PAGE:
As for legal consequences, Philadelphia District Attorney Larry Krasner has already thrown his support behind the proposed supervised injection site, and said he won’t prosecute users if it opens.

Critics say the site would undermine prevention efforts, and could cause safety concerns.

When Philadelphia city officials announced plans to let Safehouse operate a supervised injection site, Pennsylvania Attorney General Josh Shapiro announced his opposition. “There is no safe way to inject heroin, fentanyl and carfentanyl.” He did not, however, take a side in the federal lawsuit to block the site. Governor Tom Wolf also said he disagrees with the idea of opening a supervised injection site.

In Harrisburg, State Sen. Anthony Hardy Williams, D-Philadelphia/Delaware County, introduced legislation to prevent supervised injection sites from opening unless it is approved by a municipality. That bill, Senate Bill 933, would require the municipality in question to hold at least three public hearings on the subject. It would also require the community to have a safety plan with local law enforcement or the Pennsylvania State Police.

“I want to continue dedicating state resources to the prevention and rehabilitation of those struggling with addiction, but it is also important that we give communities all the possible resources to deal with the drug epidemic” he said. Senate Bill 933 was referred to the State Senate Judiciary Committee last week.

Dane Scantling, DO, MPH, represents the Philadelphia County Medical Society in PAMED’s House of Delegates. He wrote the resolution that led to PAMED’s policy change after he lost a relative to an opioid overdose. “These sites are well studied and successful across the globe but have been delayed by American politics while our patients die every day.”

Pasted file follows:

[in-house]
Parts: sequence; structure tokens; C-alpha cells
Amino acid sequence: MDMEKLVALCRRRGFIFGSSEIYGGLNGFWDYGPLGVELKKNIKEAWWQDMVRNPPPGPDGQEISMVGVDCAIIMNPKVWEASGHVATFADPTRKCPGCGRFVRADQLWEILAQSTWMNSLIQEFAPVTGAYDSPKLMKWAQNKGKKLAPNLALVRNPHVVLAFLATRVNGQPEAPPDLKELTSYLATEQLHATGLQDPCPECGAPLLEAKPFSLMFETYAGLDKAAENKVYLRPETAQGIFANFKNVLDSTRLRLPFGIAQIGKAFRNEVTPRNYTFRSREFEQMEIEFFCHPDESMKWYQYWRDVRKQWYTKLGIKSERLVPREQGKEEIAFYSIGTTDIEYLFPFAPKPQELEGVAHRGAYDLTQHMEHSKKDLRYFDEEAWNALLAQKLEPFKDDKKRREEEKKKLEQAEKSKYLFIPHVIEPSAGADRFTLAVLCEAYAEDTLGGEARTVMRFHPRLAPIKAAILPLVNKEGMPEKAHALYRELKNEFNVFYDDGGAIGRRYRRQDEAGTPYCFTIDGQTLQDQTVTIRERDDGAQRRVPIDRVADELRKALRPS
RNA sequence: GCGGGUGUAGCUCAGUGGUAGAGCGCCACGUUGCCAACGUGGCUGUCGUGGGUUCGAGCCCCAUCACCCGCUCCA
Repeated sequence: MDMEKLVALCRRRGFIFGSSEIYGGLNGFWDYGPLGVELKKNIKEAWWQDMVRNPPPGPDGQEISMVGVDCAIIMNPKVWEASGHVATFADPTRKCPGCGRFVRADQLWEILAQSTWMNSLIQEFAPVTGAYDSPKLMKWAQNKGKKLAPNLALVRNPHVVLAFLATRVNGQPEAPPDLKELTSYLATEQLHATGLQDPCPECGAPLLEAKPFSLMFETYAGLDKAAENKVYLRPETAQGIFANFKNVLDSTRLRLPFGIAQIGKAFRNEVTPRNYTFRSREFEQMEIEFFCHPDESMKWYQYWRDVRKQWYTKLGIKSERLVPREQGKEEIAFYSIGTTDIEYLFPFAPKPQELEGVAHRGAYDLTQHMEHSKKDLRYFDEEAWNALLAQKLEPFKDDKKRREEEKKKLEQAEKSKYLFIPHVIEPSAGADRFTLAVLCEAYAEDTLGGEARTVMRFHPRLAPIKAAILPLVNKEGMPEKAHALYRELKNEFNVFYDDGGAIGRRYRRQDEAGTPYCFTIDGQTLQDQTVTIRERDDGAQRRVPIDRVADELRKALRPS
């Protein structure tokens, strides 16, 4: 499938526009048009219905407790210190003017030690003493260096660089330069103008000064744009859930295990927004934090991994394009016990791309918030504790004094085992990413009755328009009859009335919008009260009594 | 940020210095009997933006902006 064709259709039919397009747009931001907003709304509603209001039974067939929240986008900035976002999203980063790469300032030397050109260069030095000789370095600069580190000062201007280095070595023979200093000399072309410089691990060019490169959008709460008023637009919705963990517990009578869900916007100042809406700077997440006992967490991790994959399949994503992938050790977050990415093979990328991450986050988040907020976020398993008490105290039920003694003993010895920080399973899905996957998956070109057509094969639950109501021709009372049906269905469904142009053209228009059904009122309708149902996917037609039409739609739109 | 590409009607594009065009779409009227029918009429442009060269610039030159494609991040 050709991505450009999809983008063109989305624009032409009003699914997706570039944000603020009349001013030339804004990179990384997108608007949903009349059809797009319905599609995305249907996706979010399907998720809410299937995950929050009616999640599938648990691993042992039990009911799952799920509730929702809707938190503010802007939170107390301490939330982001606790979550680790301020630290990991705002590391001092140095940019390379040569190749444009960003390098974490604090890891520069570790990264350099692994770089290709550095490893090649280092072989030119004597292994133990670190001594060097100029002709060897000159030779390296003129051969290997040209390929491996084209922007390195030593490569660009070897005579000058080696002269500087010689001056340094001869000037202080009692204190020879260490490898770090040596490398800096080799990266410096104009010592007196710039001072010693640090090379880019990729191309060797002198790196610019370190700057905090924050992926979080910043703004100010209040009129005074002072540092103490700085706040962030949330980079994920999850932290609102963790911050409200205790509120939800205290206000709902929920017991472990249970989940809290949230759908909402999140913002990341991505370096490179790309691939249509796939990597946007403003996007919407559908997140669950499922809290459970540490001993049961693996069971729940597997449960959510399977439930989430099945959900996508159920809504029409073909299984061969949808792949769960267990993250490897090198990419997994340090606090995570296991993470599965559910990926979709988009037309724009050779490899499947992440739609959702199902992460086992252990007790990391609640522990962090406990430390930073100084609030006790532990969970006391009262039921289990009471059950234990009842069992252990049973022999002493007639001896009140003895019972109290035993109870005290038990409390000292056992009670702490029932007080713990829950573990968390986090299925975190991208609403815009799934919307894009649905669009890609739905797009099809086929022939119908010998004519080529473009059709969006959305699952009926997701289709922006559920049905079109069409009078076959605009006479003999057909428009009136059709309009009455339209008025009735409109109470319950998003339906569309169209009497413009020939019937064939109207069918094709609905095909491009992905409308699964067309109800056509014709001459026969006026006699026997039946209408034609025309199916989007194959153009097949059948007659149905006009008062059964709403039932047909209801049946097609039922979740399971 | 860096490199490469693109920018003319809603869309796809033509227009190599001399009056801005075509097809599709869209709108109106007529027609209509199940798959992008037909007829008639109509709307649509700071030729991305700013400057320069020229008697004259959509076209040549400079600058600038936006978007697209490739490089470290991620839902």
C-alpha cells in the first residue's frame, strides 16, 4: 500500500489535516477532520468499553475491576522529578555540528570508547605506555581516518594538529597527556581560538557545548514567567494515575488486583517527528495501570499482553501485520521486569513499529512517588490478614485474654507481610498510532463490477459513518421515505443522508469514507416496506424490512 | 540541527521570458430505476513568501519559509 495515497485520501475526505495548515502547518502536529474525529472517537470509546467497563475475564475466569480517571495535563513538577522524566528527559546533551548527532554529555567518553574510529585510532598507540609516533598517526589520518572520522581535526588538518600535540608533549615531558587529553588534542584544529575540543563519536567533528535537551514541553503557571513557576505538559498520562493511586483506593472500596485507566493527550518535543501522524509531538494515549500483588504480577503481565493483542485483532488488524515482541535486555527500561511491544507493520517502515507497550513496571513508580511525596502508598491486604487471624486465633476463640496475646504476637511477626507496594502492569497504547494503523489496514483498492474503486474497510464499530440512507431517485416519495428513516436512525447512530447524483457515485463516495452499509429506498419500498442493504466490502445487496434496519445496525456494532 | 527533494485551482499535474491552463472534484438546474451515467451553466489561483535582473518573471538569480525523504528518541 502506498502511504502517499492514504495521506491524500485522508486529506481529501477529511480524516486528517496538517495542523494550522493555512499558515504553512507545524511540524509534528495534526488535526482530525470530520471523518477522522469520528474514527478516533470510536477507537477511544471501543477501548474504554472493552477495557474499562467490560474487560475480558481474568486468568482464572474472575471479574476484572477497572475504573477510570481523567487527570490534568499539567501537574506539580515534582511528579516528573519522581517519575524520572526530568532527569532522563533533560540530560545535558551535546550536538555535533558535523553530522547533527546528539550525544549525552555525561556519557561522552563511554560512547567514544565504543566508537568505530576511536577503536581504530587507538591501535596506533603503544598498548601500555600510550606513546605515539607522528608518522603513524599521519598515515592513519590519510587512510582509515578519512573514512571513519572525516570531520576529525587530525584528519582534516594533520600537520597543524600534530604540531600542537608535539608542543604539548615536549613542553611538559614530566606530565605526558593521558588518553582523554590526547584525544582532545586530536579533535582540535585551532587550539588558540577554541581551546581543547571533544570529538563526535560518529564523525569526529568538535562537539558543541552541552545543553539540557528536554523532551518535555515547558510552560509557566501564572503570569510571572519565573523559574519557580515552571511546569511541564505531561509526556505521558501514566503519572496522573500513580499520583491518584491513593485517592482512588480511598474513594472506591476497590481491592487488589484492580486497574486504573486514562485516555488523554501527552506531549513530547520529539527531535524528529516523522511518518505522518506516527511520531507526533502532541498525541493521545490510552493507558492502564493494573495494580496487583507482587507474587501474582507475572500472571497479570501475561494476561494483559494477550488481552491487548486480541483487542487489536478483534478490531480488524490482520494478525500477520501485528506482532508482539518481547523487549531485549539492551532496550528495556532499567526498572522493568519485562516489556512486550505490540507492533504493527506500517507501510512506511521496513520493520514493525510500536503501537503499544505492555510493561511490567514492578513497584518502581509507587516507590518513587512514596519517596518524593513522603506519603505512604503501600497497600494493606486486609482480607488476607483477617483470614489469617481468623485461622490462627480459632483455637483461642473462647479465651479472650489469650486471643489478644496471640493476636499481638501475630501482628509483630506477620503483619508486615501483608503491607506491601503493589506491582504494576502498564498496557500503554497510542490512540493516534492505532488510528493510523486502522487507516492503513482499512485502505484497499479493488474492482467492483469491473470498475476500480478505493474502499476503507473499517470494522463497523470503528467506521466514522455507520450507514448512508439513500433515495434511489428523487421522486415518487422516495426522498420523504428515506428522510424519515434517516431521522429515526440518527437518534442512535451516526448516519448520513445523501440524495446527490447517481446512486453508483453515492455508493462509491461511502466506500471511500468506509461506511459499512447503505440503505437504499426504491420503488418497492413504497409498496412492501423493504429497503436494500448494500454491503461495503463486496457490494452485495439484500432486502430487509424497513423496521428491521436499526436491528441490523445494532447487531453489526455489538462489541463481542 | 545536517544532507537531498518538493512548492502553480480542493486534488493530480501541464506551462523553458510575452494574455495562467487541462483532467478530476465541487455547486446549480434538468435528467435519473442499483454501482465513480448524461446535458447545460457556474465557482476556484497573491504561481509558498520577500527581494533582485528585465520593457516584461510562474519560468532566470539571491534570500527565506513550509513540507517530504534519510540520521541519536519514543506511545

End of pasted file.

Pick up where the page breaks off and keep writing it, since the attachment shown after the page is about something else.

The idea for supervised injection sites appears popular among some politicians and law enforcement officials in other states. In July, seven state attorneys general, including those in Delaware, Virginia, Michigan, and Colorado, filed amicus briefs in the federal lawsuit to support the site in Philadelphia.

New York and San Francisco are also major cities that have proposed safe injection sites to tackle their opioid crises.

In the race for the White House, Democratic Presidential Candidates Sen. Bernie Sanders, I-Vermont, and  Sen. Elizabeth Warren, D-Massachusetts, mentioned support for safe injection sites in their criminal justice reform plans.

Supervised injection sites already exist in Canada, Europe, and Australia. The city of Philadelphia released a scientific review in 2017, citing data mostly based on one location in Vancouver. The report showed opening a site in the city could save lives.

“Victims of the opioid crisis and their families have been looking to us for help while the courts look to us for guidance” Scantling said. “This is our chance to definitively give it to them and help bring safe injection sites to America.”